Yes, Ed, something is up.
There is a Bloomberg story today detailing how banks appear to have shifted policies and are, in some cases, taking the initiative to move delinquent loans off their books. Of course, the mentioned BofA pilot program does not affect Colorado. But there is more. There has been an acknowledgement that losses are mitigated with short sales and the banks may not stand on firm legal ground with respect to some mortgages - which has been thoroughly reported by the media. Take a look.
From the story:
"Bank of America Corp. sent letters to 20,000 Florida homeowners as part of a pilot program, offering incentives of as much as $20,000, or 5 percent of the unpaid loan balance, Jumana Bauwens, a spokeswoman, said in an e-mail. The program expired in December and the Charlotte, North Carolina-based bank hasnâ€™t decided whether to introduce it in other states, she said. About 15 percent of the homeowners agreed to participate in the program, she said."
From the story:
"Offering enough for the homeowner to put down a deposit on a rental apartment is reasonable, said Sean Oâ€™Toole, chief executive officer of ForeclosureRadar.com, which tracks sales of foreclosed properties. Giving tens of thousands of dollars to delinquent homeowners sends the wrong message, particularly if they got into trouble by running up home-equity loans during the housing boom, he said.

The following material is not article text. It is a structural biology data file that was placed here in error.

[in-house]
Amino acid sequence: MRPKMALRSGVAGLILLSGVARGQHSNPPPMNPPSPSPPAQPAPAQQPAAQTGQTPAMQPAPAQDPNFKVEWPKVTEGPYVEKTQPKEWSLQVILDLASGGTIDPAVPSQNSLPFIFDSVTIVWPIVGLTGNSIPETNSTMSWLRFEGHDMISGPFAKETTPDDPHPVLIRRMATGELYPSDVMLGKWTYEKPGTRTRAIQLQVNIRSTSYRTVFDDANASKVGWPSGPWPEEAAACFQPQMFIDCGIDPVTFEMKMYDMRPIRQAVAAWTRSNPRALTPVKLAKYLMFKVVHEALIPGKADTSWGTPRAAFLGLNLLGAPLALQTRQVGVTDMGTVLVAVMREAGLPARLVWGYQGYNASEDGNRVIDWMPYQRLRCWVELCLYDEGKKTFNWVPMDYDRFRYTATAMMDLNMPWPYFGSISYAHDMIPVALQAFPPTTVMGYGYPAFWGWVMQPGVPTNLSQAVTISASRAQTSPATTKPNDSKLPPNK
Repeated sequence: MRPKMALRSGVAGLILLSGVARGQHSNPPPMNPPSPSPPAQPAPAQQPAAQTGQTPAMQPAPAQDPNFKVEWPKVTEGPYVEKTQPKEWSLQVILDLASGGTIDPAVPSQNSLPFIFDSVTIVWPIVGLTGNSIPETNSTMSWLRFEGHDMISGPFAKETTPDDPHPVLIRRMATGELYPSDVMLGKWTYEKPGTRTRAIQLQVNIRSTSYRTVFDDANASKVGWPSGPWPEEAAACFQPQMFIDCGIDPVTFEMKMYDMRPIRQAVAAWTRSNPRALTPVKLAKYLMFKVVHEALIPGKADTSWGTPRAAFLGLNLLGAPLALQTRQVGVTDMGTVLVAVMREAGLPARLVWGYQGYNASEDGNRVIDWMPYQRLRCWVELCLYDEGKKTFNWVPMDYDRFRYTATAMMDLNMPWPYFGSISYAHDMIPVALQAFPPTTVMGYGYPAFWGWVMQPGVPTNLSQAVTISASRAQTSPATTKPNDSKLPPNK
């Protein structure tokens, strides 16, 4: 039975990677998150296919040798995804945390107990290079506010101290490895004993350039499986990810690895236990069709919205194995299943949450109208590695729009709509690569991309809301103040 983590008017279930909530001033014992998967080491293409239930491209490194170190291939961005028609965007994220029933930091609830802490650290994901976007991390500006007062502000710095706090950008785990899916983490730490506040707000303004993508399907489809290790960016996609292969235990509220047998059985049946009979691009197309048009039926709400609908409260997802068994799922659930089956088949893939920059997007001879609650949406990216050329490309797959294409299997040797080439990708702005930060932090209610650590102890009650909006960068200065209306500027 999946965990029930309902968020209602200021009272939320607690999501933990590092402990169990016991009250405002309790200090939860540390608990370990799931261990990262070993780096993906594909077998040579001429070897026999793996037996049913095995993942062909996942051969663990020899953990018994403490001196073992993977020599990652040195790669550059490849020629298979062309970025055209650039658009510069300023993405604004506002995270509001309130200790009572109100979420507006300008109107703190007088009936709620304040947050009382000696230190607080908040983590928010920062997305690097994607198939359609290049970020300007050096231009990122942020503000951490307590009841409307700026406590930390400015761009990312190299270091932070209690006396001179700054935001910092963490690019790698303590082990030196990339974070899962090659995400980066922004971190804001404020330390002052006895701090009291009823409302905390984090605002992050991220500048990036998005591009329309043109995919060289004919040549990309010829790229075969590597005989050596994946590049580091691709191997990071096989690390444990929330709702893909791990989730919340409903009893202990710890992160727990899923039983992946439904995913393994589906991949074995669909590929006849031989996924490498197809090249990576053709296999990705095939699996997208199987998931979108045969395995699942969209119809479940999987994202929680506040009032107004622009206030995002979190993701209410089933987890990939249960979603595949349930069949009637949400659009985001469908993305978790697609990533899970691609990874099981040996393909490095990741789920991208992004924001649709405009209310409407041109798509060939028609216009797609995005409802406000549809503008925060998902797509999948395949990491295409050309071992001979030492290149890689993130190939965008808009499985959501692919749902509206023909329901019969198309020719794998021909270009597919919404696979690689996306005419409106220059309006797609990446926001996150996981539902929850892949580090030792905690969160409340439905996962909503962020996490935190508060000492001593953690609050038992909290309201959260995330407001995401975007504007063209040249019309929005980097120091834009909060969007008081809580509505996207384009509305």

'It may make sense for people to walk away, it doesnâ€™t make sense for them to get rewarded for doing it,' Oâ€™Toole said. â€œItâ€™s not the homeownerâ€™s fault that house prices dropped so dramatically, but they have already received months of free rent, if not cash out.â€
Cecala of Inside Mortgage Finance said he wonders whether lenders are making big payments on properties with underlying title problems. Evan Berlin, managing partner of Berlin Patten, a real estate law firm in Sarasota, Florida, said representatives of a large bank told him the incentives are primarily given to borrowers when it doesnâ€™t have the proper paperwork needed to win its foreclosure case. He declined to name the bank for publication."